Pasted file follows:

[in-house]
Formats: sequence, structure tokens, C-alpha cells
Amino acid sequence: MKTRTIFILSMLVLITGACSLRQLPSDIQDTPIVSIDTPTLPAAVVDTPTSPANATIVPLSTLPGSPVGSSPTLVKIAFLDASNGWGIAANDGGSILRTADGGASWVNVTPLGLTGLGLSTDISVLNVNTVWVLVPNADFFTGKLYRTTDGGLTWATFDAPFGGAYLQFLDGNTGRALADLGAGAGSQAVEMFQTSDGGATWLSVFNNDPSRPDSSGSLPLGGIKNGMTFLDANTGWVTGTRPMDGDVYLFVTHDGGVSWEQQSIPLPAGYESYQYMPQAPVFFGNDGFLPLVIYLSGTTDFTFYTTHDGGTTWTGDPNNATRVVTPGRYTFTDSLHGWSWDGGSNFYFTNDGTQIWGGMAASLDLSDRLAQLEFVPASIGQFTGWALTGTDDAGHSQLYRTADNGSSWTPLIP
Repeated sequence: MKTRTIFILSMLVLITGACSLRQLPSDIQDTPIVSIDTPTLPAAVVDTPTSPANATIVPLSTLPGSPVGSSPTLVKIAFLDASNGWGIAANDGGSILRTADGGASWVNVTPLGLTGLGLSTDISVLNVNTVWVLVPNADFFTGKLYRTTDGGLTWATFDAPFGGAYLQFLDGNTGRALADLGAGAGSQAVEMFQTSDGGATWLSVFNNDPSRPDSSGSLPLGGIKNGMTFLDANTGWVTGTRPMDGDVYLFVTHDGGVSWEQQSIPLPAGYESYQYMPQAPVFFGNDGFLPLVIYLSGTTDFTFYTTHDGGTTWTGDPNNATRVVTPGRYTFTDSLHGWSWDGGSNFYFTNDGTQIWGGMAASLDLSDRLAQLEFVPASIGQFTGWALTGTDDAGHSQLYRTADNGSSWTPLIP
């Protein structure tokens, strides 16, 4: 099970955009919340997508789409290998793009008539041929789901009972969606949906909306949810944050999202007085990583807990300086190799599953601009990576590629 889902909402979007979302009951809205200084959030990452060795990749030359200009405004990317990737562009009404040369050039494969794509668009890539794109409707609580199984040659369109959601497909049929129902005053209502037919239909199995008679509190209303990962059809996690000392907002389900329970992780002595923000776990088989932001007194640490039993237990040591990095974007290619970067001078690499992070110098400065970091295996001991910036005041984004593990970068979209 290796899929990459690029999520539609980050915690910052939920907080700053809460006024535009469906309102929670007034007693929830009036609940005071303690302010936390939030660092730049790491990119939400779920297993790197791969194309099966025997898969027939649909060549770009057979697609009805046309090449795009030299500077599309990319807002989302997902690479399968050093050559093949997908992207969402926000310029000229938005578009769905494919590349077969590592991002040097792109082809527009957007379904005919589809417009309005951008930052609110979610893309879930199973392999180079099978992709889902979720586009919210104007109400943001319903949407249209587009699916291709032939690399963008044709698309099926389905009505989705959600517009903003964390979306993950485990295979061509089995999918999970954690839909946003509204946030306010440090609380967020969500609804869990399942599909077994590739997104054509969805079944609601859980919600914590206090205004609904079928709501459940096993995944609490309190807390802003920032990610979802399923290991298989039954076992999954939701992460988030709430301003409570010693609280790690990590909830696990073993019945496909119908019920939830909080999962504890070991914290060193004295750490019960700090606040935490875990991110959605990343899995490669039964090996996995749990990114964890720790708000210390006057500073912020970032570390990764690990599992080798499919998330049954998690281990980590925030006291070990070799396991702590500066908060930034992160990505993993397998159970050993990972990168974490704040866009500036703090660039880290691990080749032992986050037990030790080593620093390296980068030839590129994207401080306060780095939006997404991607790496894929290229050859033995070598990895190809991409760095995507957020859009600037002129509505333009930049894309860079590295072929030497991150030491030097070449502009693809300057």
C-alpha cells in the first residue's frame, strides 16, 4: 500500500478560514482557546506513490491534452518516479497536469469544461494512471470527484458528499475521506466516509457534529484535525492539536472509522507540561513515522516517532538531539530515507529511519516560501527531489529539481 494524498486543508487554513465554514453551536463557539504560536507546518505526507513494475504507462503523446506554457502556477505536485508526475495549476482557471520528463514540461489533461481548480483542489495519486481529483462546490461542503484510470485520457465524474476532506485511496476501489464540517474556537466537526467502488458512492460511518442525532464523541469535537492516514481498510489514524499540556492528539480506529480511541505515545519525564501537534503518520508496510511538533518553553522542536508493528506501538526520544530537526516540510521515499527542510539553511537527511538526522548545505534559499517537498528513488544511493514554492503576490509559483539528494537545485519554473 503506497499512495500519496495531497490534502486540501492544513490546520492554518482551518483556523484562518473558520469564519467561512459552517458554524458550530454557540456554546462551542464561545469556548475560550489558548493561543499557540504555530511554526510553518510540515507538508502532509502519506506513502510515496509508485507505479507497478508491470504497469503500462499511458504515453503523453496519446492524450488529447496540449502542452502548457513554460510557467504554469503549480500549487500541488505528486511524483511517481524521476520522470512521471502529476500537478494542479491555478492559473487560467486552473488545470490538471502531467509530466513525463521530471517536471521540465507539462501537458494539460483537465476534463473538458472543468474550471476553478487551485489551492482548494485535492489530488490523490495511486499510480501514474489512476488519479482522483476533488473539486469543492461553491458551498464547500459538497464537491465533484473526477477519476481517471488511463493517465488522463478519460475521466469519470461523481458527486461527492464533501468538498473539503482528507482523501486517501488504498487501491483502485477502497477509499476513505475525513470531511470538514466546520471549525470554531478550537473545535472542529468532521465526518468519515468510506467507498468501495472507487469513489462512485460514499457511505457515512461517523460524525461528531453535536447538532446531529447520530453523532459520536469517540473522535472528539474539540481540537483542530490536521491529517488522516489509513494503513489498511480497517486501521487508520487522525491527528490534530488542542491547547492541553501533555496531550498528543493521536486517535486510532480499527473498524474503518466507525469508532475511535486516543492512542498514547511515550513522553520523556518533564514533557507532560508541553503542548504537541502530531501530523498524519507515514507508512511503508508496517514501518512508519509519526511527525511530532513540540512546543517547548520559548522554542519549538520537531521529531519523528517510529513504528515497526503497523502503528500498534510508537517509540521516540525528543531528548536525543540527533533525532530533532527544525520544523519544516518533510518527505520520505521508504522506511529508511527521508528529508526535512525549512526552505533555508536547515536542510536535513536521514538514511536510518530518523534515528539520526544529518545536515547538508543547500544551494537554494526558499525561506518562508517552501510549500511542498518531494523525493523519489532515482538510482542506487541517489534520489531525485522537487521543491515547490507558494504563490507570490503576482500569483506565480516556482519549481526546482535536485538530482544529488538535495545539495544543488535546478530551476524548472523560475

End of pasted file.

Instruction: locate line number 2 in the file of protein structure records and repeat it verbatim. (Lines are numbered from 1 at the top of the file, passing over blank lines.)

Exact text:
Formats: sequence, structure tokens, C-alpha cells